RE: [widget] technology/specification name

The problem with widgets is that the name conflicts (or is a bit different
angle) with the UI widgets (or controls) that are also in use (e.g.
wxWidgets, GTK widgets etc.). We could invent some other name (WAF,
WebApplicationPackaging etc. as people quote already), but ...

On the other hand many people already "talk W3C widgets". W3C widgets as
the spec name is used in many other specs, not only W3C ones.

Thus I suggest keeping the name as it is. Changing it now could confuse
the industry even more and will not help, I think.

BTW: There are also NetFront Widgets :)


-----Original Message-----
From: []
On Behalf Of Scott Wilson
Sent: Thursday, June 23, 2011 8:18 PM
To: Dave Raggett
Cc: Karl Dubost;; Bruce Lawson
Subject: Re: [widget] technology/specification name

Part of the issue is that its a fairly generic technology that can be
applied to areas including:

- Browser extensions
- Installable web apps
- Desktop widgets
- Site gadgets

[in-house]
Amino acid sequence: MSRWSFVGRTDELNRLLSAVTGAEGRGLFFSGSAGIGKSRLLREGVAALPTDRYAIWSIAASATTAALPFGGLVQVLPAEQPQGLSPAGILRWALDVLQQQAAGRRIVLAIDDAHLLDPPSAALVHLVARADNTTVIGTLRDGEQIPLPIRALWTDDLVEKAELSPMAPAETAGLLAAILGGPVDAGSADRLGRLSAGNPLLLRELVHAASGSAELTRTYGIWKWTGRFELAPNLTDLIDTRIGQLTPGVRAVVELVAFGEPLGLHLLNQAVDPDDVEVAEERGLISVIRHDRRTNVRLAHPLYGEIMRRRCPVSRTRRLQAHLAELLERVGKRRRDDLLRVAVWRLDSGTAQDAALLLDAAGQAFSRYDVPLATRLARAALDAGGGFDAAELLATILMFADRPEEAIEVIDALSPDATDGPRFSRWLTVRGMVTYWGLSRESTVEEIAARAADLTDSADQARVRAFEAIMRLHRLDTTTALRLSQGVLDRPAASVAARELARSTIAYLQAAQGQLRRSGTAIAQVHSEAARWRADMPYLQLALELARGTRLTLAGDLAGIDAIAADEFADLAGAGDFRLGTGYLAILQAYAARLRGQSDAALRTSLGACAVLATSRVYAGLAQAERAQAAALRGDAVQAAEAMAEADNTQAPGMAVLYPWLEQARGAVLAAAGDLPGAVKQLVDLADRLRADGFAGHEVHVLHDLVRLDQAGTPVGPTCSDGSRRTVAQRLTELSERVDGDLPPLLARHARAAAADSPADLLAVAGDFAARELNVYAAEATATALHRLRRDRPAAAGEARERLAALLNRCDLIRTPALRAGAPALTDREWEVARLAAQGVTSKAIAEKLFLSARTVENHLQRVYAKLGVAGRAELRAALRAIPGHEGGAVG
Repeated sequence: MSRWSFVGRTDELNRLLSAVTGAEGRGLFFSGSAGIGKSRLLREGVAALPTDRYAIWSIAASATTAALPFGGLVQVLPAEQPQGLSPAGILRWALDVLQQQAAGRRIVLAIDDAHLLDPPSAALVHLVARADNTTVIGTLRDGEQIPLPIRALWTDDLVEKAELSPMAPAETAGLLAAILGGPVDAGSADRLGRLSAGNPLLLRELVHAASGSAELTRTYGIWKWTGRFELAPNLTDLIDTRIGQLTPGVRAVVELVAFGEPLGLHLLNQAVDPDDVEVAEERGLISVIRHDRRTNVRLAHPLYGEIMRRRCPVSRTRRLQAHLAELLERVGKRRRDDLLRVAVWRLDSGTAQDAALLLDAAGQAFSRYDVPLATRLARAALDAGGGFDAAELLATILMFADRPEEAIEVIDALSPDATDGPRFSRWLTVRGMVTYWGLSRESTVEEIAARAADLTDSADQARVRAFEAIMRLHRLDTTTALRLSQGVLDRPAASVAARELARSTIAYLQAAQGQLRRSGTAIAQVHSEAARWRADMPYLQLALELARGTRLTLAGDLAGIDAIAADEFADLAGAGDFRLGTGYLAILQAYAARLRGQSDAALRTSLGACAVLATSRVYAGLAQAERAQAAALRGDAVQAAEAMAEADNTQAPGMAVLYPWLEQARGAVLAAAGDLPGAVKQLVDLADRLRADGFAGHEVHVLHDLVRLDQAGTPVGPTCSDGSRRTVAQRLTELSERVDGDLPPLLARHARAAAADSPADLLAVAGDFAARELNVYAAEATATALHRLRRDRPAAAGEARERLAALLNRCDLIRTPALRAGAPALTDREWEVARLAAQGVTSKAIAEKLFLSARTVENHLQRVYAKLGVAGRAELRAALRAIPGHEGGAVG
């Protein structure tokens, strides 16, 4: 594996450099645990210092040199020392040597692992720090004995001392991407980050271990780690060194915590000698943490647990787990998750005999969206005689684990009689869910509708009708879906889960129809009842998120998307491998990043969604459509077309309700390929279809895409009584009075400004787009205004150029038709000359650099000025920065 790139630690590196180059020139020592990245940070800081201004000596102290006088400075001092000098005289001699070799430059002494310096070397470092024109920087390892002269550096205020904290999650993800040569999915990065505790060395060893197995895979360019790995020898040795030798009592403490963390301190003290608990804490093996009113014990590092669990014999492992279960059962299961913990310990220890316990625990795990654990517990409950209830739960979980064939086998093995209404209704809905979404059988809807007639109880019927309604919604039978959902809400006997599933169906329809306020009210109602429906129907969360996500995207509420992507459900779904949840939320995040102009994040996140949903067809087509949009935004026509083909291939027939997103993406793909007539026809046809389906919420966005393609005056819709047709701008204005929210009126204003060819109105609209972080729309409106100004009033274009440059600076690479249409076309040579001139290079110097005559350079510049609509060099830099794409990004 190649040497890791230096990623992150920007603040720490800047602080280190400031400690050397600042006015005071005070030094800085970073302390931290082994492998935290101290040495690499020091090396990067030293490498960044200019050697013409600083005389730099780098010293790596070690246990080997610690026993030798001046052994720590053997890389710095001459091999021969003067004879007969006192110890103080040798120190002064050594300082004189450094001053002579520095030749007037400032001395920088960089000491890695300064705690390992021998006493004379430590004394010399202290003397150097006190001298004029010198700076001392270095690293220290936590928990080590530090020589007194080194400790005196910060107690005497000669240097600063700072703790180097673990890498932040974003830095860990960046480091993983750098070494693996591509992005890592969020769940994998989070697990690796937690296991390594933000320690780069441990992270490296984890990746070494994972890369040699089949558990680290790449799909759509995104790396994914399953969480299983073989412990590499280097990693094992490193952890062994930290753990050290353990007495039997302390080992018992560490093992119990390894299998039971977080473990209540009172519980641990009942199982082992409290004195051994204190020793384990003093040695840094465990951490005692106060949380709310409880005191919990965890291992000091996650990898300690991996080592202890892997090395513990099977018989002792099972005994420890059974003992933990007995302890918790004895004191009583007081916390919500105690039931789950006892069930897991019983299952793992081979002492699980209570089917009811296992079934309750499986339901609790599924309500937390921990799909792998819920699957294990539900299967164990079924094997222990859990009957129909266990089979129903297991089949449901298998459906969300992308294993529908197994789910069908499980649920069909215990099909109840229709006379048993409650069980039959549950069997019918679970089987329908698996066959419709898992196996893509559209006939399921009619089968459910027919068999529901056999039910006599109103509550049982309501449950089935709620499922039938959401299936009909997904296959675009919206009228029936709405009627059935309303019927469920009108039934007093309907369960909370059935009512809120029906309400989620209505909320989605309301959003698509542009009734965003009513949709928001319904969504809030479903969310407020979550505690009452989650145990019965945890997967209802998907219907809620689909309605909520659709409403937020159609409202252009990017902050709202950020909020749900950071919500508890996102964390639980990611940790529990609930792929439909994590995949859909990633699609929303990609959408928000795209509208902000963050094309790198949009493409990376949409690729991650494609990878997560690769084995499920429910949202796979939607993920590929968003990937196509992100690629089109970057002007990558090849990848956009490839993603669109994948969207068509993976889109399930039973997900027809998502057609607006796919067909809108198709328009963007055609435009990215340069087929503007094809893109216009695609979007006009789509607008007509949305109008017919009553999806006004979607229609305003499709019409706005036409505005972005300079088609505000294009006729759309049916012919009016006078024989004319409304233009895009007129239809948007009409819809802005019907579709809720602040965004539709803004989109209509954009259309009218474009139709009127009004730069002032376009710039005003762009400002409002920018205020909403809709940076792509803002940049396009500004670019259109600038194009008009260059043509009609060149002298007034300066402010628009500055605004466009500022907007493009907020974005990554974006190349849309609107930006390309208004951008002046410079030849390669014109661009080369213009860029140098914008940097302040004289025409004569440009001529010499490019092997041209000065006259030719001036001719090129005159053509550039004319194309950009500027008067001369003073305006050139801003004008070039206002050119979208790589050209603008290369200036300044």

- TV/STB widgets
- Mobile webapps

I think the name "widgets" came from the heritage of Opera Widgets, Nokia
Widgets, Apple Dashboard Widgets (etc). Personally I don't think its all
that bad as a name, but I don't feel especially attached to it either. If
there is a better option, lets go for it.

On the other hand, if there are barriers to adoption other than branding,
lets address them. Unfortunately, I suspect a fair amount of it is just
NIH syndrome.


On 23 Jun 2011, at 17:26, Dave Raggett wrote:

> In the webinos project [1] we are using installed vs hosted web apps.
> On 23/06/11 15:58, Karl Dubost wrote:
>> I do not want to start a name bikeshedding.
>> The name doesn't bother me so far, but I have seen that comment again
and again.
>>     On Thu, 23 Jun 2011 14:06:24 GMT
>>     In Bruce Lawson's personal site : Installable web apps and
>>     At
>>     Installable apps (in W3C parlance, Widgets - which
>>     is a terrible name) allow authors to write apps
>>     using HTML(5), CSS, JavaScript, SVG etc, and
>>     package them up into a glorified Zip file with
>>     some configuration details which can then be
>>     installed on a computer.
>> It seems that "extensions" or "addons" would be more cognitively
connected with Web developers.
>>     y'know, so terrible is the W3C "Widgets" name
>>     that I didn't even think it referred to the
>>     same thing as Chrome's apps, et al.
>>     -
> [1]
> --
> Dave Raggett<>

Received on Friday, 24 June 2011 08:50:57 UTC